People will be allowed to have brew or two on seven of the city's beaches this year.
Additionally, more city parks have been added to the list of places one can have a glass of wine or cocktail in a can after the city's parks board voted to approve new rules Monday night, April 24.
From June 1 to Sept. 4 people will be allowed to drink at these beaches between 11 a.m. and 9 p.m.:
- Jericho Beach
- Spanish Banks
- Locarno Beach
- Kitsilano Beach
- Trout Lake Beach in John Hendry Park
- New Brighton Beach
The vote passed unanimously.
"I'm very excited for this and looking forward to a great summer on the beach with a drink," said board chair Laura Christensen just before the vote.
The same vote added more than two dozen parks to the list of places people can drink, as well.
However, some are summer-only locations due to how close they are to schools; drinking will only be allowed in July and August.
The list of all 47 park locations is on the city's website; there are some restrictions within the parks as to where someone can drink.
David Lam Park, which had been part of the pilot program has been removed from the list as it's adjacent to a school.
The program is expected to cost the city around $84,000. Costs include new signs at the parks and beaches, new totes to collect waste, and increased staff time and patrols. The costs will be absorbed into the Parks Board's budget.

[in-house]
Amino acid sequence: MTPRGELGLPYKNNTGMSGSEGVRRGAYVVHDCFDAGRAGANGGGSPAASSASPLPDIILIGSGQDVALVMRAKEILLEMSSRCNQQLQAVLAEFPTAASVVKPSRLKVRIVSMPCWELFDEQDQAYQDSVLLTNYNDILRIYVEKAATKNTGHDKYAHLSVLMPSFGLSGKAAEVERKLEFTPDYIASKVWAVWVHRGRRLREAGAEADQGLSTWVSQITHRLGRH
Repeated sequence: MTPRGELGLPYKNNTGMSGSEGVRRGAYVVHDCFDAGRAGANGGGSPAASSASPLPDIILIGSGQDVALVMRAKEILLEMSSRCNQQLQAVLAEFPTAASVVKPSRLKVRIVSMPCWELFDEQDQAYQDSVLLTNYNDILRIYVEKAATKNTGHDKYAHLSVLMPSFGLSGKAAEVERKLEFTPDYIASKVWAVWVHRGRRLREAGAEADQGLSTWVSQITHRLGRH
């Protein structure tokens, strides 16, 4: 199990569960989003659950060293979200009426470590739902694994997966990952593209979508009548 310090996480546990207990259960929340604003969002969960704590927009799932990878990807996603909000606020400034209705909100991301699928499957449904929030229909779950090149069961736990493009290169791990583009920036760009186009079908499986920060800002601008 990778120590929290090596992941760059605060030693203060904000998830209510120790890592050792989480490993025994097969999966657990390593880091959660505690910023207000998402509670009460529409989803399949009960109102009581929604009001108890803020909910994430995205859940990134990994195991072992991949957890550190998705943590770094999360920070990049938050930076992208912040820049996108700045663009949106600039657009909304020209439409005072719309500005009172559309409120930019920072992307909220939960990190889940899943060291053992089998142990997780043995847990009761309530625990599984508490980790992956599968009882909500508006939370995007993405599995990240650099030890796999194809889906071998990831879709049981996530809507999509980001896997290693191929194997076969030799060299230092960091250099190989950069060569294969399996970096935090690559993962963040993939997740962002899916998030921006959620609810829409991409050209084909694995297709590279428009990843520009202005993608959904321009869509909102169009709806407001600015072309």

Park rangers and the Vancouver Police Department (VPD), which has beach patrols and will respond to calls, will be making sure the rules are followed, according to staff. While lifeguards will be on duty at some locations, city staff noted they will only be dealing with water safety issues.
Most of the city's beaches are part of the pilot project, but English Bay Beach was left off after concerns around enforcement at that specific beach were raised by rangers and the VPD.
A ban on glass
The policy prohibits glass containers for alcohol, including beer and wine bottles; this is due to safety concerns when glass breaks, staff explained to the board.
"It just brings too much risk to have glass, period," said the parks director Amit Gandha.
Staff noted that they believe it's a manageable risk and will be monitored.
"It'll be on patrons whether or not they want to follow all of the rules that we've put forward in this policy, knowing of course if we see a lot of negative impacts from this policy and folks bring glass to the beach and we're having a lot of issues with people, kids, dogs, whatever it happens to be finding themselves cutting their feet with glass, then we would have to revisit this policy," said acting general manager Steve Jackson.
"The good can sometimes be taken away with a little bit of bad," he added.
Selling alcohol at the beach
With the expectation that the vote would pass, parks staff had already begun the process to apply for licenses that would allow them to sell alcohol at some concession stands at beaches.
Staff said two locations may be up and running by the time the pilot launches in the summer.